“This above all: to thine own self be true, and it must follow, as the night the day,
Thou canst not then be false to any man”
William Shakespeare, Hamlet
The concept of the Impeccable Warrior and his associated behaviour is something I learned from the books of Carlos Castaneda, a Californian sociology student who went to learn the secrets of the Yaqui Indians of New Mexico.
There his teacher, Don Juan, versed him in his secret knowledge of shamanic sorcery, including a teaching about the Behaviour of the Impeccable Warrior. I found this an inspiring metaphor for how to live and I’ve never forgotten it. The Impeccable Warrior became my imaginary role model.
My book, The Five Pillars of Happiness, contains a 10,000 word chapter on this, but to summarise, the teaching shows how the Impeccable Warrior acts with absolute integrity, that is, in accordance with his core beliefs and values, his gut feelings, instincts, intuition and hunches. He never abandons his values and never succumbs to the temptation to adopt anyone else’s. Above all, he is always true to himself. Thus he never has anything to reproach himself for, whatever happens.
Sometimes following your heart seems too risky. You can’t guarantee success, and if you do become successful it has to be by your own efforts and you may doubt your own ability or motivation. It’s easy to surrender to self-doubt, that little voice of your conditioning that tells you, ‘you might not be good enough, you might fail’ if you insist on following your chosen route, especially if it’s unconventional.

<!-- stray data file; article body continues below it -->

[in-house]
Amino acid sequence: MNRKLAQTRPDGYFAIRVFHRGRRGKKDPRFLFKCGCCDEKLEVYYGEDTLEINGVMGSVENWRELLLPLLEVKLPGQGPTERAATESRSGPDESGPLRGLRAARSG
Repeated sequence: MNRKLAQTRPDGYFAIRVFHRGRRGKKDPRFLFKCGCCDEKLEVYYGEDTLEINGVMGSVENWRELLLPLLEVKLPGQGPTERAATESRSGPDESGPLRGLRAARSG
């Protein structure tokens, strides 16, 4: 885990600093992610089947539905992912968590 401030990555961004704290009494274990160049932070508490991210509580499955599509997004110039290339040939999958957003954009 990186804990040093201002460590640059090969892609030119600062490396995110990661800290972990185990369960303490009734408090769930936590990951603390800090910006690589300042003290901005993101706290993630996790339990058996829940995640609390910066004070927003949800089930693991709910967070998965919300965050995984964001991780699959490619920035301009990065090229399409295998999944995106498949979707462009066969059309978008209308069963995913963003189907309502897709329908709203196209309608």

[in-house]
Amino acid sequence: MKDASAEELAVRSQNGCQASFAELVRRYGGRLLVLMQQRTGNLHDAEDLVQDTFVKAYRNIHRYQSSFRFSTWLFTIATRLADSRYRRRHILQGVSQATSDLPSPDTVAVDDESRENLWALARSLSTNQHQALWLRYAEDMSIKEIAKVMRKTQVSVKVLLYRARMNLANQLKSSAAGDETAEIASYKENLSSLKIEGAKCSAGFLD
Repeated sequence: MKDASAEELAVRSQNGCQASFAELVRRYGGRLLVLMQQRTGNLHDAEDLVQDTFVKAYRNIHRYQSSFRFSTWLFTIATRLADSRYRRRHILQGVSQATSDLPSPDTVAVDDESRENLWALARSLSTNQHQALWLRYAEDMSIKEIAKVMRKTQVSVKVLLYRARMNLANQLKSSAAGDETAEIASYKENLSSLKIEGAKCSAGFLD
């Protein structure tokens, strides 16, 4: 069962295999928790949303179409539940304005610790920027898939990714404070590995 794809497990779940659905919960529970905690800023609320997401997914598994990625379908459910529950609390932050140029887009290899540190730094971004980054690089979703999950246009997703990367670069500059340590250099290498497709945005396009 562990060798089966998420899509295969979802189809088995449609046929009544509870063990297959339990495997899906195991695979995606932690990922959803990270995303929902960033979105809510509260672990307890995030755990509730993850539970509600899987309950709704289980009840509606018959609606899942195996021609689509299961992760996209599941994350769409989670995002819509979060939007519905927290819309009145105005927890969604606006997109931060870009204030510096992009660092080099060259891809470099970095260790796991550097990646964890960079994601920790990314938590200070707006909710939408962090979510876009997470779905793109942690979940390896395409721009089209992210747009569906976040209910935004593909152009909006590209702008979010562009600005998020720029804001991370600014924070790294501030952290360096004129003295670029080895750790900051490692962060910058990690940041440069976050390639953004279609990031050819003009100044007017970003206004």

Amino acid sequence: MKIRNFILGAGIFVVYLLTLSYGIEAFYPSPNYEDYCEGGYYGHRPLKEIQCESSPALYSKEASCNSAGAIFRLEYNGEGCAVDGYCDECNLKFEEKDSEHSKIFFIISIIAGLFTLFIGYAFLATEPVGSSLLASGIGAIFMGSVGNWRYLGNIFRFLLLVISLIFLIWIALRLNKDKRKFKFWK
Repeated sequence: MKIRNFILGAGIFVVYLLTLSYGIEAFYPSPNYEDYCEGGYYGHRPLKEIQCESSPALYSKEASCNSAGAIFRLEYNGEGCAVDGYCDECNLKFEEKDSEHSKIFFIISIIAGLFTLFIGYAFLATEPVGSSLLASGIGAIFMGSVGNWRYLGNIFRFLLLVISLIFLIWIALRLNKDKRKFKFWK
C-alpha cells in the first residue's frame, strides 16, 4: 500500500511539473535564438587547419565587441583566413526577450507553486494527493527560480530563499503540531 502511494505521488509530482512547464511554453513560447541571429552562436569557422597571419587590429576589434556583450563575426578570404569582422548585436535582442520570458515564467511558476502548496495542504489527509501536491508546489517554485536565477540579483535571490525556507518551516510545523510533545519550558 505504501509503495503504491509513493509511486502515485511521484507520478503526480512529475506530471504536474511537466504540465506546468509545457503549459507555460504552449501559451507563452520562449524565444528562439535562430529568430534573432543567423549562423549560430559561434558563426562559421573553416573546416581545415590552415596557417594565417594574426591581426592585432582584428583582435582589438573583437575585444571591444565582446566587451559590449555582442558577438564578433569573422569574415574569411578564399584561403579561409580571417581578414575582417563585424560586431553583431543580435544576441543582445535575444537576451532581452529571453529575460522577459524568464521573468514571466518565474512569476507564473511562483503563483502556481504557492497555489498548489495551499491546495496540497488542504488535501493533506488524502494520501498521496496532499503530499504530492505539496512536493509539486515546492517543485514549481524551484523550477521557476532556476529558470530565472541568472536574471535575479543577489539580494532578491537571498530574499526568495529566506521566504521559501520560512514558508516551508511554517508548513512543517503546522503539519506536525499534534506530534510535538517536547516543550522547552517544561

The gaping flaw in this argument is eventually you will discover that the so-called ‘comfort zone’ you are tempted to opt for is anything but comfortable. That’s why the Impeccable Warrior consistently follows his heart.
The Impeccable Warrior is acutely aware that his conditioning has nothing to do with who he really is. Following your heart is old-fashioned common sense – you wouldn’t be genuinely drawn to doing something you didn’t have an aptitude for, so in fact the risk is minimal because you are far more likely to be happy and successful doing what you love.
This applies to all aspects of your life – love, relationships, daily chores, looking after you home and children, social life, friendships, daily tasks – not only work. It’s crucial in how you relate to others and to yourself too.
Remember what you are aiming for, while at the same time allow yourself to enjoy your journey. Ultimately, your hard work will fulfill you when you respect yourself by developing your passion.
Regularly ask yourself, “how do I feel about this?” NOT “What do I think about this?” This tiny distinction is vital because only your heart knows what is right for you and you can only identify what’s right by consciously noticing how you feel.
Your mind, by contrast, is the source of all self-doubt, negative conditioned responses and self-limiting beliefs, and if invited it will give you hundreds of reasons not to do something (“it’s not sensible, it’s too risky, it’s too difficult, I’m not good enough, etc.”).
And whenever well-meaning people give you advice remember, though their input might be valuable, your answers from your heart are the only valid ones for only they contain the truth about what is right for you.
See for yourself. Try behaving impeccably for a few days and you’ll be amazed how great you start to feel about yourself.
See Dave’s blog at www.heavenlyvibrations.wordpress.com and feel free to leave a comment.
You can e-mail Dave Robson at [email protected] or ‘phone him on 0208 374 7911.
Dave’s book, The Five Pillars of Happiness, is available from Amazon.